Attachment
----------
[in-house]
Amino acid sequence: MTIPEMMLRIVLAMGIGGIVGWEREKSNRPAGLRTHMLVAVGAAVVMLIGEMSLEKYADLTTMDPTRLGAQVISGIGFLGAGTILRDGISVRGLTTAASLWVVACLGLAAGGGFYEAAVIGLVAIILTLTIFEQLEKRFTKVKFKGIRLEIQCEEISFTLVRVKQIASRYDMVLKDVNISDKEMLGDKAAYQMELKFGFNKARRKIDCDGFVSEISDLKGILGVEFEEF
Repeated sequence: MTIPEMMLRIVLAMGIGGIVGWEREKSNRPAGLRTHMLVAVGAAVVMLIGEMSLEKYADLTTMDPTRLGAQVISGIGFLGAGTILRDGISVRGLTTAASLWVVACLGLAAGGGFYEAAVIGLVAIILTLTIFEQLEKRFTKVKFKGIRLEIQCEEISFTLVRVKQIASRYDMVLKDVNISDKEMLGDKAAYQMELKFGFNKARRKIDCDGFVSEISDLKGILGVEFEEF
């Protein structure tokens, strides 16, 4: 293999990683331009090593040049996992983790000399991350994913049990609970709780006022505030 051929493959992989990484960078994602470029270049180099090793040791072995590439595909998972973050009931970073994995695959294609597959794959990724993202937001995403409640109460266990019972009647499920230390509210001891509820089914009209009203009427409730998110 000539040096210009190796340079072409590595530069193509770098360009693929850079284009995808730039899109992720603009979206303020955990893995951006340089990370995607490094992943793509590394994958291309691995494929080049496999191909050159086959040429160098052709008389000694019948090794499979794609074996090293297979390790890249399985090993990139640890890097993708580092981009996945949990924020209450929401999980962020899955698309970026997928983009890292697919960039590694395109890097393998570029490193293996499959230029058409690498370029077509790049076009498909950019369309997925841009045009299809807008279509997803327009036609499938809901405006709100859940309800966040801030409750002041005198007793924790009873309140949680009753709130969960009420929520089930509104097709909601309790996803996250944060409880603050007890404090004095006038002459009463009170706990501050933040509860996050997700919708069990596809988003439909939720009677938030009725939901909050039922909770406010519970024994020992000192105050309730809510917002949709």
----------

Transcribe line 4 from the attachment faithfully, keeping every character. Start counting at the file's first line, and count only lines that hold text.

């Protein structure tokens, strides 16, 4: 293999990683331009090593040049996992983790000399991350994913049990609970709780006022505030 051929493959992989990484960078994602470029270049180099090793040791072995590439595909998972973050009931970073994995695959294609597959794959990724993202937001995403409640109460266990019972009647499920230390509210001891509820089914009209009203009427409730998110 000539040096210009190796340079072409590595530069193509770098360009693929850079284009995808730039899109992720603009979206303020955990893995951006340089990370995607490094992943793509590394994958291309691995494929080049496999191909050159086959040429160098052709008389000694019948090794499979794609074996090293297979390790890249399985090993990139640890890097993708580092981009996945949990924020209450929401999980962020899955698309970026997928983009890292697919960039590694395109890097393998570029490193293996499959230029058409690498370029077509790049076009498909950019369309997925841009045009299809807008279509997803327009036609499938809901405006709100859940309800966040801030409750002041005198007793924790009873309140949680009753709130969960009420929520089930509104097709909601309790996803996250944060409880603050007890404090004095006038002459009463009170706990501050933040509860996050997700919708069990596809988003439909939720009677938030009725939901909050039922909770406010519970024994020992000192105050309730809510917002949709």